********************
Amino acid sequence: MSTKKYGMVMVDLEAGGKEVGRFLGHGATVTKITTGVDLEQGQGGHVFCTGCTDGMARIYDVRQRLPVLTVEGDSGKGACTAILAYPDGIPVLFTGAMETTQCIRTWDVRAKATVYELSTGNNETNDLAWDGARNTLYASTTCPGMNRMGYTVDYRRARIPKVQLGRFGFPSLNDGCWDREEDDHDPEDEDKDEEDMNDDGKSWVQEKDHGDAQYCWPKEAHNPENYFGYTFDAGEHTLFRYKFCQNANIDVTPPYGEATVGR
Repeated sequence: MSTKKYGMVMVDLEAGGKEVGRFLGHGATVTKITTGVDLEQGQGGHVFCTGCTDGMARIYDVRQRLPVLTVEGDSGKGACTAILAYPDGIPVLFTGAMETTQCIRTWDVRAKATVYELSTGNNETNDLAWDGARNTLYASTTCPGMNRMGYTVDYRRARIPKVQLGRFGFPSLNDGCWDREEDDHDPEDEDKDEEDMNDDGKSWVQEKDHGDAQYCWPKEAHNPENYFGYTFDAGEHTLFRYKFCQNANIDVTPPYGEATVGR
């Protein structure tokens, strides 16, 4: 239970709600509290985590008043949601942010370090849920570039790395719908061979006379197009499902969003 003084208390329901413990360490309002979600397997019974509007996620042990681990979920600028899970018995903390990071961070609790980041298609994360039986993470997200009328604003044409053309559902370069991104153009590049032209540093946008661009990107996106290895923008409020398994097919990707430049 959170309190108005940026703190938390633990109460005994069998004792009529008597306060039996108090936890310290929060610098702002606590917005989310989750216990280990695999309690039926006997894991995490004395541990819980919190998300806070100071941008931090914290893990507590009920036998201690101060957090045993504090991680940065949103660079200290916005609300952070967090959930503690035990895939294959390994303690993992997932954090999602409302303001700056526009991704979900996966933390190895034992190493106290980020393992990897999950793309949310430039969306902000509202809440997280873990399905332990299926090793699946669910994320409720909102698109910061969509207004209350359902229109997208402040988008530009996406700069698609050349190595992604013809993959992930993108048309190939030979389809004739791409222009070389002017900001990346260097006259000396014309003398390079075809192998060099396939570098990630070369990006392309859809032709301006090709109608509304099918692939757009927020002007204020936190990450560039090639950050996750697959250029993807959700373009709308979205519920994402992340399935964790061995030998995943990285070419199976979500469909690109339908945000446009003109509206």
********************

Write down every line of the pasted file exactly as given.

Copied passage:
Amino acid sequence: MSTKKYGMVMVDLEAGGKEVGRFLGHGATVTKITTGVDLEQGQGGHVFCTGCTDGMARIYDVRQRLPVLTVEGDSGKGACTAILAYPDGIPVLFTGAMETTQCIRTWDVRAKATVYELSTGNNETNDLAWDGARNTLYASTTCPGMNRMGYTVDYRRARIPKVQLGRFGFPSLNDGCWDREEDDHDPEDEDKDEEDMNDDGKSWVQEKDHGDAQYCWPKEAHNPENYFGYTFDAGEHTLFRYKFCQNANIDVTPPYGEATVGR
Repeated sequence: MSTKKYGMVMVDLEAGGKEVGRFLGHGATVTKITTGVDLEQGQGGHVFCTGCTDGMARIYDVRQRLPVLTVEGDSGKGACTAILAYPDGIPVLFTGAMETTQCIRTWDVRAKATVYELSTGNNETNDLAWDGARNTLYASTTCPGMNRMGYTVDYRRARIPKVQLGRFGFPSLNDGCWDREEDDHDPEDEDKDEEDMNDDGKSWVQEKDHGDAQYCWPKEAHNPENYFGYTFDAGEHTLFRYKFCQNANIDVTPPYGEATVGR
């Protein structure tokens, strides 16, 4: 239970709600509290985590008043949601942010370090849920570039790395719908061979006379197009499902969003 003084208390329901413990360490309002979600397997019974509007996620042990681990979920600028899970018995903390990071961070609790980041298609994360039986993470997200009328604003044409053309559902370069991104153009590049032209540093946008661009990107996106290895923008409020398994097919990707430049 959170309190108005940026703190938390633990109460005994069998004792009529008597306060039996108090936890310290929060610098702002606590917005989310989750216990280990695999309690039926006997894991995490004395541990819980919190998300806070100071941008931090914290893990507590009920036998201690101060957090045993504090991680940065949103660079200290916005609300952070967090959930503690035990895939294959390994303690993992997932954090999602409302303001700056526009991704979900996966933390190895034992190493106290980020393992990897999950793309949310430039969306902000509202809440997280873990399905332990299926090793699946669910994320409720909102698109910061969509207004209350359902229109997208402040988008530009996406700069698609050349190595992604013809993959992930993108048309190939030979389809004739791409222009070389002017900001990346260097006259000396014309003398390079075809192998060099396939570098990630070369990006392309859809032709301006090709109608509304099918692939757009927020002007204020936190990450560039090639950050996750697959250029993807959700373009709308979205519920994402992340399935964790061995030998995943990285070419199976979500469909690109339908945000446009003109509206």